Director Kate Fryer assisted students in crafting their solo works and created a hospital/warehouse theme as a backdrop, where students donned doctors’ uniforms and shuttled pieces and props offstage. Interspersed amongst solo performances, the group would create vignettes that were telling of their own skills and stories, some humorous and others downright disturbing.

Due to the large number of graduating students now coming through NICA, Circosis was split into two separate groups labelled the Left Brain/Right Brain. I attended the opening night of the Left Brain, and had an absolutely fantastic night.

The solos opened with Nelson Smyles – a last name befitting the Port Macquarie native whose clowning with hoops suspended in air was charming and breathtaking. Watching Smyles effortlessly leap through the hoops before him as they playfully bounced and wiggled out of his way was a delightful start to the night. Following Smyles were two very differing acts; Phillip Island’s Harley Timmermans performed a powerful and fluid piece with aerial straps and Maya Tregonning hailing from Perth treated us to a rambunctious day in the life of a wild-animal circus trainer in some clowning that sent the audience into fits of laughter.

A more nostalgic work followed with New Zealand’s Emily Gore who took us on a sentimental ride in using the rotating ring apparatus. Isaac Lawry’s energy was palpable, but almost at odds with the haunting blue lantern that swung from the ceiling, sending him diving perilously away from it. One thing was clear from some of these works, there were definite energies and experiences they were calling upon – loneliness, desperation to grasp joy, or escaping from some force. The final piece before interval was therefore the shock factor brought by Brisbane’s Ela Bartilomo, whose anti-fur campaign began as a fashion-model photo shoot suspended in air before a contortionist act with a grotesque twist.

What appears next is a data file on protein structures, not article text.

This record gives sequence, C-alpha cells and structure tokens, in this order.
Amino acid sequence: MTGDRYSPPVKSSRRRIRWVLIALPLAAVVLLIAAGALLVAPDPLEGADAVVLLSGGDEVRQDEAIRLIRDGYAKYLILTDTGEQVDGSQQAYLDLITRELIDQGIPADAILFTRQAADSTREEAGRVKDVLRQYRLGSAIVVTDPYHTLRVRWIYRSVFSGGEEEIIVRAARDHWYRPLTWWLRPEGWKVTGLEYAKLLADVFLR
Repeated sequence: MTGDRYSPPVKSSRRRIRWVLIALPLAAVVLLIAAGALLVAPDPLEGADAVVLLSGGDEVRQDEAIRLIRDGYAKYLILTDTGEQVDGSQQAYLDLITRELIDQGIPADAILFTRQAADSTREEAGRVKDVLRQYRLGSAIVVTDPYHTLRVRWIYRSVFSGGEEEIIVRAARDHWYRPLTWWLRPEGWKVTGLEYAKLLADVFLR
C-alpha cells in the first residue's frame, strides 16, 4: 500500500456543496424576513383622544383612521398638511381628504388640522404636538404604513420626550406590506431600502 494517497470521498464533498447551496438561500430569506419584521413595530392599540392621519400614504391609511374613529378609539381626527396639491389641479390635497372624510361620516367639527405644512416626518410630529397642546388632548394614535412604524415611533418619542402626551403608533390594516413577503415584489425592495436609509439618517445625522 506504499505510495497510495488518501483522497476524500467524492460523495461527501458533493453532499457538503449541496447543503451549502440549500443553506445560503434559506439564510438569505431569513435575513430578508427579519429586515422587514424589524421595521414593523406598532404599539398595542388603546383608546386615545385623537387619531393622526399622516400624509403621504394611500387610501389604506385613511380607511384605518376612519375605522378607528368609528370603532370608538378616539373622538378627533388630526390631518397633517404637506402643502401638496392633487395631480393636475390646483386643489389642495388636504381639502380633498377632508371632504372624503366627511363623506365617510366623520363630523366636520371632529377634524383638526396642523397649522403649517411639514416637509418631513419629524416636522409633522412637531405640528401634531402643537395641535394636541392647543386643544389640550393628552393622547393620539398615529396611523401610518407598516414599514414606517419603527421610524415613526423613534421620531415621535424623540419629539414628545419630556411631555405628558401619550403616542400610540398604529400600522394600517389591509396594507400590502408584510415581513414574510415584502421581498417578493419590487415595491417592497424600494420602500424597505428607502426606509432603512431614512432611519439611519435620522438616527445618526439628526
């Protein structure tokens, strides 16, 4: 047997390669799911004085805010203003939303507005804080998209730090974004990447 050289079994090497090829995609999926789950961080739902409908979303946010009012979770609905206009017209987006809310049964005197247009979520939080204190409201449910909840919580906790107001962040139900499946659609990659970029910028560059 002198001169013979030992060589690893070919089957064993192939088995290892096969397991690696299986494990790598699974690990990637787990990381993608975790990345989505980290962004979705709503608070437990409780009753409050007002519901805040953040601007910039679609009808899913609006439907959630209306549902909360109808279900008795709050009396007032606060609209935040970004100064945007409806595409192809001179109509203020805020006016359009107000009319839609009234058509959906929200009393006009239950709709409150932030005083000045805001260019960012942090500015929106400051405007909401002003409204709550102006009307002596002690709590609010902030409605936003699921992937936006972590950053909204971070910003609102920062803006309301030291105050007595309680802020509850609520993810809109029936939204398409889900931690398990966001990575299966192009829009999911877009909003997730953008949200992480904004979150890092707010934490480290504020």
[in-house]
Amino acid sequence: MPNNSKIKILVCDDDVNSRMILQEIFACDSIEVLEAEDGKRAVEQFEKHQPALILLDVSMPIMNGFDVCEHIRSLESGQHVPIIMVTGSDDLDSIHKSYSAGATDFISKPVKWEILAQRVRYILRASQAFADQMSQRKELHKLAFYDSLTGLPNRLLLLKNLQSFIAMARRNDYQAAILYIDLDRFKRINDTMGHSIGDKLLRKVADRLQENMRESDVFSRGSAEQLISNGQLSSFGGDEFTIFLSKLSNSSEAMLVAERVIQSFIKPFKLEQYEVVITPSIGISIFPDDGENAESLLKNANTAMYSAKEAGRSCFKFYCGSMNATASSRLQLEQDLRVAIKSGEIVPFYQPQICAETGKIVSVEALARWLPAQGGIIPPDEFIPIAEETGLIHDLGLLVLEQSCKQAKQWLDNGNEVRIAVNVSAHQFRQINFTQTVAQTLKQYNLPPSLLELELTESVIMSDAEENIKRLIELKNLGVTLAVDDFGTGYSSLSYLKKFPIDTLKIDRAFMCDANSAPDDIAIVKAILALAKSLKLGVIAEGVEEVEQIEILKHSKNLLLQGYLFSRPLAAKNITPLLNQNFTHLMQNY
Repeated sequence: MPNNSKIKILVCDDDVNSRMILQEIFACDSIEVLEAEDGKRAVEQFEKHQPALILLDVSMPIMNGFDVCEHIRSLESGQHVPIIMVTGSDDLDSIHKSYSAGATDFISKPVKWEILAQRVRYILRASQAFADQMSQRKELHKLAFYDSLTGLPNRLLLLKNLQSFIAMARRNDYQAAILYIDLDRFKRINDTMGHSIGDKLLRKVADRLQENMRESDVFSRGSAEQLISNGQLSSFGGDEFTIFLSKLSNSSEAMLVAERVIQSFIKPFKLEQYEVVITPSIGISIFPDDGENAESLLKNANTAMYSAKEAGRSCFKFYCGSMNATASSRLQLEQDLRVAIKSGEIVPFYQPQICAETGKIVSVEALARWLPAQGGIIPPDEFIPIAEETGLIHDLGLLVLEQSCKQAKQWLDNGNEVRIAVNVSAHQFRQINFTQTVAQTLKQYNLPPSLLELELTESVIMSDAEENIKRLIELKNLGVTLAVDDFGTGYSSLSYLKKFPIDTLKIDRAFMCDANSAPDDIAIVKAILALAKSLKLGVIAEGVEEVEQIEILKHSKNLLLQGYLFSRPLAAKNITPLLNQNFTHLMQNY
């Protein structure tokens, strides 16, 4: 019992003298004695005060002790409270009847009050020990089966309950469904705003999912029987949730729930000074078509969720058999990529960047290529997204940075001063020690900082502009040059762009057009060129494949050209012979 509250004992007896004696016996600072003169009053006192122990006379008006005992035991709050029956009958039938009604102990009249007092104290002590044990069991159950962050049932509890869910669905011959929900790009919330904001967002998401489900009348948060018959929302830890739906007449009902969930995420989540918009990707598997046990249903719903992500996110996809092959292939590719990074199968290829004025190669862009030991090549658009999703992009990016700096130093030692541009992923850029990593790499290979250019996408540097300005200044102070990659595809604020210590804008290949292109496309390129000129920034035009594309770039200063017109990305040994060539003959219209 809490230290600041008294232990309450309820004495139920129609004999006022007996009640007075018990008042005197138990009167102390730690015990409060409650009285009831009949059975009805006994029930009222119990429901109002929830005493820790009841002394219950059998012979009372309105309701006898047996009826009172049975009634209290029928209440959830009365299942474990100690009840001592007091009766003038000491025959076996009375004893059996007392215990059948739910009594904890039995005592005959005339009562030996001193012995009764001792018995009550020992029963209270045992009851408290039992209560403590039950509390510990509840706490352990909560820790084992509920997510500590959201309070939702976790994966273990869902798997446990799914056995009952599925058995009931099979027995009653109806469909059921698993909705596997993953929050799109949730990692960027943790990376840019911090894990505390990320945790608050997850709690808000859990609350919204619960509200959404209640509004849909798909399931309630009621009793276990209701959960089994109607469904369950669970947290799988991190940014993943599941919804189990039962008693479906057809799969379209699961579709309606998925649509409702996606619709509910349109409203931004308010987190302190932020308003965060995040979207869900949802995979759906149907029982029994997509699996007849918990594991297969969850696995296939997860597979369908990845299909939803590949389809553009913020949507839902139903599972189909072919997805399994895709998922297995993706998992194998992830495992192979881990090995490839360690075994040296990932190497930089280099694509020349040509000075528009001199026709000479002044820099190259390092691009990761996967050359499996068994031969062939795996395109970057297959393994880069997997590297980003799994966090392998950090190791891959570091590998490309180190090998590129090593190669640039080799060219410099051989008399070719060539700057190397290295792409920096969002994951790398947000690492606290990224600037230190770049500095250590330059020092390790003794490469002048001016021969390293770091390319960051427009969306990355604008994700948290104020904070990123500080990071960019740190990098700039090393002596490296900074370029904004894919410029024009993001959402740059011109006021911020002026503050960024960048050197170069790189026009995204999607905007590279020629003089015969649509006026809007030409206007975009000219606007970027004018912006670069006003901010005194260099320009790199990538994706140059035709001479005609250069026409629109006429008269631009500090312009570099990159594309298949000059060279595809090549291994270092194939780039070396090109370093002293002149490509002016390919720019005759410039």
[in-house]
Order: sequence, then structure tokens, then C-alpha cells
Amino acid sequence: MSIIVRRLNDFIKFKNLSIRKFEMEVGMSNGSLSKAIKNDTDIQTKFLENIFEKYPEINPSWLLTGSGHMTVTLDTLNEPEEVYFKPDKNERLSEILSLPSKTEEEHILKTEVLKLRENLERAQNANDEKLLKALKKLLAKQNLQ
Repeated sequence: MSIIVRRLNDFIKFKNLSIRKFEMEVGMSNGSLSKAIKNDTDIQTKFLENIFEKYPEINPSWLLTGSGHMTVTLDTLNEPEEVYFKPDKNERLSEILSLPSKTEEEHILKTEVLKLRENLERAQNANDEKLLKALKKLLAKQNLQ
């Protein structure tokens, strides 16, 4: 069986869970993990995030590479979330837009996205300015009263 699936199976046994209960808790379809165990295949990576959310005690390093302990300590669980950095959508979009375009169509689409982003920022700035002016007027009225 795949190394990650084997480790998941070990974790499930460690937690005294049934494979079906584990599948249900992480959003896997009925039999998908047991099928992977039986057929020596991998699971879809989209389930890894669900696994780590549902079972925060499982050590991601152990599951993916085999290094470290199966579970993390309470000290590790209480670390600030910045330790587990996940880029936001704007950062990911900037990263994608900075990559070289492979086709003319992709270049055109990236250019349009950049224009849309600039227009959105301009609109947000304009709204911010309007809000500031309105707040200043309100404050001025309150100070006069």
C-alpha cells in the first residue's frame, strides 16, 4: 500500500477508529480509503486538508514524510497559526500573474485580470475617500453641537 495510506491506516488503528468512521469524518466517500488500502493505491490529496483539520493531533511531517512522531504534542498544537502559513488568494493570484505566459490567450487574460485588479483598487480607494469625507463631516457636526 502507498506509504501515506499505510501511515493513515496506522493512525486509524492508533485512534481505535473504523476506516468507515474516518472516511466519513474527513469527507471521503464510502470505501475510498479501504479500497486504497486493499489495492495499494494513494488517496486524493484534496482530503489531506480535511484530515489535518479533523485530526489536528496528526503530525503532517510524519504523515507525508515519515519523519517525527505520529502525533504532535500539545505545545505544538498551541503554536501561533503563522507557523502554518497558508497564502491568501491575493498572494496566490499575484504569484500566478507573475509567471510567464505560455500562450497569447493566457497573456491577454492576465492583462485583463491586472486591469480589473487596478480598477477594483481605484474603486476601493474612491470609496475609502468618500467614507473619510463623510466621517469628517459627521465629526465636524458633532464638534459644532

Post-interval revealed acts that only continued to raise the bar. Canberra’s Elizabeth Jackson balanced herself with breathtaking strength upon the Chinese pole, recalling an almost proletkult theatre-style. Jack Wilde also hailing from Canberra delivered a glitzy number whilst flirting with the crowd balanced on a ladder. Ulladulla’s Luke Thomas followed in what was one of the standout performances of the night: an ethereal piece that saw him suspended in the air in circus tissue. Thomas’ work captured the concept of rising above circumstances beyond our control as he fluidly ascended the tissue and plastic bags fell from above him. Sutton’s Sandra Lee took us to an even darker space as she hand-balanced and contorted her body to a recording of performance artist Marina Abramović discussing her experience of the piece Rhythm O, where she allowed the audience to inflict pleasure and pain upon her body. Listening to Abramović’s recording was harrowing and distracted a little from Lee’s movements – but overall Lee’s performance was a marvelous show of elegance and physical strength.

The last two performances of the night were very much about showmanship. Ulladulla’s Riley McDonald’s performance on the swinging trapeze as he embodied a deranged seducer/madman was very tongue-in-cheek and risqué, while Melbourne’s Jessie McKibbin’s performance on the roue Cyr (Cyr wheel) was a beautiful finish for the evening, and one of the most memorable performances of the night. McKibbin managed a multitude of costume changes in the few minutes whilst controlling her Cyr with effortless grace.